A separate conversation I guess, but that convention adopted by MS to prefix symbols with (foo) is problematic. In ST, in some syntaxes, it triggers invalid highlighting. In other cases it affects scoping and highlighting (also in VSCode).

One example from ST (python syntax):
Screenshot 2020-11-06 at 13 15 28

@nbfalcon
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nbfalcon commented Nov 6, 2020

True. However, enforcing syntactic-validity is probably the wrong idea, because it prevents nicer output, decoupled from the language syntax. I would personally prefer something like

(class) foo: public std::string

over

class foo: public std::string {}

@nbfalcon
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nbfalcon commented Nov 6, 2020

Of course, (class) should be left out for DocumentSymbol's detail?, because that's what kind is for.

@DanTup
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DanTup commented Apr 26, 2022

Another reason to clarify/spec this.. VS Code is extracting hex codes from label/detail/documentation to render color previews in the completion list. This only works of the hex code is the only thing in those fields. This means (today) that some other information may need to be dropped from an existing field to get the color preview.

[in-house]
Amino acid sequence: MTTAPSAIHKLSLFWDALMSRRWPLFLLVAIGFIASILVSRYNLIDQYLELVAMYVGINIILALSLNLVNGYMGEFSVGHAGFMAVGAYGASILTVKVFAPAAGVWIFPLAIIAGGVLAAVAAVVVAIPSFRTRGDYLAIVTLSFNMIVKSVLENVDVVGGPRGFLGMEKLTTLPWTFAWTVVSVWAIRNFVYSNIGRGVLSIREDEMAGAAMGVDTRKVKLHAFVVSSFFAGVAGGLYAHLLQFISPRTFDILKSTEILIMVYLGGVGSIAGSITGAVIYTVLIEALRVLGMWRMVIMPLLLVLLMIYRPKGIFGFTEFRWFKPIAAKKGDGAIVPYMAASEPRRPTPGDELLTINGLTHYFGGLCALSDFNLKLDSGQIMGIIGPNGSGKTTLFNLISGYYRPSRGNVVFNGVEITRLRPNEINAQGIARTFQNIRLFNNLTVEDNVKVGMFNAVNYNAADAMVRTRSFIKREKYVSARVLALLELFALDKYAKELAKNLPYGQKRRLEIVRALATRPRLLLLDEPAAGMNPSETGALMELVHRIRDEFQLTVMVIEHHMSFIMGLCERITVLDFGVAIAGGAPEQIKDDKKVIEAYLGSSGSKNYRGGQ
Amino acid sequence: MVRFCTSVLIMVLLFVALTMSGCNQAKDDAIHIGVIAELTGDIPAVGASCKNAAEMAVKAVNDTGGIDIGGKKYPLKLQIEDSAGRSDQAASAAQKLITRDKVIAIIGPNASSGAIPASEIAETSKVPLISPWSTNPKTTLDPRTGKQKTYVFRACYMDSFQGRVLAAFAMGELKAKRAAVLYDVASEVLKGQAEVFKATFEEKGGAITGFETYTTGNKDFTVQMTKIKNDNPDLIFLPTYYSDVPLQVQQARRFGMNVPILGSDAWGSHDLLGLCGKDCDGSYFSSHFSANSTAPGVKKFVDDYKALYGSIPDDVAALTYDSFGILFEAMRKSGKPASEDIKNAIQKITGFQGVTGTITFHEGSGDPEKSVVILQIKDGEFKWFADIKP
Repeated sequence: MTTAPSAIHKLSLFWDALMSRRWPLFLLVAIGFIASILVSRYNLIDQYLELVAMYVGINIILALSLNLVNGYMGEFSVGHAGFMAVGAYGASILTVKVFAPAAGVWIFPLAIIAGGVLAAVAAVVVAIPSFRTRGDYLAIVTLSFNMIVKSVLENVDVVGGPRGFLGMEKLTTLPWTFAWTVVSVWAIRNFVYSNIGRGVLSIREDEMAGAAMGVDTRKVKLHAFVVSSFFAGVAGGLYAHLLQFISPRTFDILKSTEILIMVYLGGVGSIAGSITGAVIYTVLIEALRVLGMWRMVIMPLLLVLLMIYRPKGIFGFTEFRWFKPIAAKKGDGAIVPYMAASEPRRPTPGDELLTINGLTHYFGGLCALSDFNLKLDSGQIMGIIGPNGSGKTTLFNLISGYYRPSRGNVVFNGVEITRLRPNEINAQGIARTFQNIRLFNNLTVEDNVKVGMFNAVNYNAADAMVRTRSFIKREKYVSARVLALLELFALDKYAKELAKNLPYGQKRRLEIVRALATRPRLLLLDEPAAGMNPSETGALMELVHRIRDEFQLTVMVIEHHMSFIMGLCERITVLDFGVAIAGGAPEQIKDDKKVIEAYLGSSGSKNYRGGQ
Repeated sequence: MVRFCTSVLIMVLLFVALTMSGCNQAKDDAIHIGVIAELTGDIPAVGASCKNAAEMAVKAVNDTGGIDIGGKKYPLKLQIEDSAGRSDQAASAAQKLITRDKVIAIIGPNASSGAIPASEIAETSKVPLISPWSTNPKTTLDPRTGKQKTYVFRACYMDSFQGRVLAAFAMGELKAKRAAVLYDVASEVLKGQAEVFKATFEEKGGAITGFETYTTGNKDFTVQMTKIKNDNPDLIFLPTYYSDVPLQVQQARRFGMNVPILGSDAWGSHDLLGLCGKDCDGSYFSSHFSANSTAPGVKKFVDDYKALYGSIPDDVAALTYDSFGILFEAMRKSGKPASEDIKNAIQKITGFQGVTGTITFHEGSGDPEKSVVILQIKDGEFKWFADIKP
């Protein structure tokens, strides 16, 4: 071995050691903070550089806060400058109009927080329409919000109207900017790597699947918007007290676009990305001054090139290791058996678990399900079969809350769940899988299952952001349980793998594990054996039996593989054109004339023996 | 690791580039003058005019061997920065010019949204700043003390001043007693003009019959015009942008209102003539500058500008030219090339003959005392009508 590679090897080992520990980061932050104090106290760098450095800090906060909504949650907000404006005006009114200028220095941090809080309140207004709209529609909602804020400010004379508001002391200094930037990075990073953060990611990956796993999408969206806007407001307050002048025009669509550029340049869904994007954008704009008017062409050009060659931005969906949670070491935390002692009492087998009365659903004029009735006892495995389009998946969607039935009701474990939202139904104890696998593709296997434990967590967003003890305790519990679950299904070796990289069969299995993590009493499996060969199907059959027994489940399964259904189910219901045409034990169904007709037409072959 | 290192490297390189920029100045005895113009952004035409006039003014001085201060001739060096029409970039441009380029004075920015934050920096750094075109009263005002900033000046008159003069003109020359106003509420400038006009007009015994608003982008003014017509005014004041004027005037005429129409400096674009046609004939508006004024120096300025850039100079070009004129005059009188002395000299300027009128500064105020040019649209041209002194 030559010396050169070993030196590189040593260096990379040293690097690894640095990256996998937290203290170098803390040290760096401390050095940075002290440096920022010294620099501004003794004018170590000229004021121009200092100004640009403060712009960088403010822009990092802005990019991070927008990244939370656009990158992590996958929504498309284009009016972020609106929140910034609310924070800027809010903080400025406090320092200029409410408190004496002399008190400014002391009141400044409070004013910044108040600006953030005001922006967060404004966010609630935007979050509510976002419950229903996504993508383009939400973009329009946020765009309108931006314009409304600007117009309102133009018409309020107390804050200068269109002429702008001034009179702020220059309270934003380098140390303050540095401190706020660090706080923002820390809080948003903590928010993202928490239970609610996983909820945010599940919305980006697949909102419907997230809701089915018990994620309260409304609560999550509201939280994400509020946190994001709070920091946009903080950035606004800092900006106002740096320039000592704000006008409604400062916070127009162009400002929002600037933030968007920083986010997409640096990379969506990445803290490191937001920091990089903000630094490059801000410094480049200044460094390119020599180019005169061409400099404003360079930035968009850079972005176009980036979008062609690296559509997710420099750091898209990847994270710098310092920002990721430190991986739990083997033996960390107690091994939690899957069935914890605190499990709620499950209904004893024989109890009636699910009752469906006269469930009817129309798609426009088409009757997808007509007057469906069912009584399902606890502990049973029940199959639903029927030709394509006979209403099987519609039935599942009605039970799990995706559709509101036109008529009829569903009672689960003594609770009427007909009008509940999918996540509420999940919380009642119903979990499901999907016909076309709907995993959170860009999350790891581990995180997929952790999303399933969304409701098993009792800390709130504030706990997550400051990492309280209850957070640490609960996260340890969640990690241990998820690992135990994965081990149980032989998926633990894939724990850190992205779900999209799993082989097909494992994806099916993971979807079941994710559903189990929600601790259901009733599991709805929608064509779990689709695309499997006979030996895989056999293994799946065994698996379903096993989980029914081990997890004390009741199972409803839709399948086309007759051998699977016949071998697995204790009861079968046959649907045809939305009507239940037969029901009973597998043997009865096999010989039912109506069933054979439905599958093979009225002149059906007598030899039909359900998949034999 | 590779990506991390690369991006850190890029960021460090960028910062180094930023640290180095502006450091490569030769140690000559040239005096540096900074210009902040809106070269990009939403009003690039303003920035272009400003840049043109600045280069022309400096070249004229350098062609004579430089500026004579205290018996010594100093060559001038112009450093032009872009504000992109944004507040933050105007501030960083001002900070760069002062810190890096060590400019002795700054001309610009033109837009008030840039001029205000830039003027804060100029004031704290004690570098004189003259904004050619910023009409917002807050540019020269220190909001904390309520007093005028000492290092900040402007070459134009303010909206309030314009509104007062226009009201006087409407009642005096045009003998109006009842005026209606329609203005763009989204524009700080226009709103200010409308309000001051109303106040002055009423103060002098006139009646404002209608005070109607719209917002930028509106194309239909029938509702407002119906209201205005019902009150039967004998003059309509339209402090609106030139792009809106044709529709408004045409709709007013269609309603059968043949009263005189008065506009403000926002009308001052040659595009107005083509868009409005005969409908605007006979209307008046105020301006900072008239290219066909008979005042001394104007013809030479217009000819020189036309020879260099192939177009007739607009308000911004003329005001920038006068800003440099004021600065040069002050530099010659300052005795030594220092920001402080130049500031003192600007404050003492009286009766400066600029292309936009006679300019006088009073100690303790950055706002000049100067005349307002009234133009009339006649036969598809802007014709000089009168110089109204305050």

However, in the latest VS Code, if you use the new label.description to override the old detail to avoid that:

const newDesc = new CompletionItem({ label: "Colors.blueAccent", description: "MaterialAccentColor" });
newDesc.detail = "#448AFF"; // this is hidden by "description" above but still causes the color preview in VS Code
newDesc.documentation = "docs for this color";

It's a little wonky for servers to be relying on this unspecified behaviour, so having some guidelines/hints in LSP would be helpful. Without them, servers either have to not have this functionality, or just assume VS Code is the spec instead of the LSP spec and I don't think that's a great thing.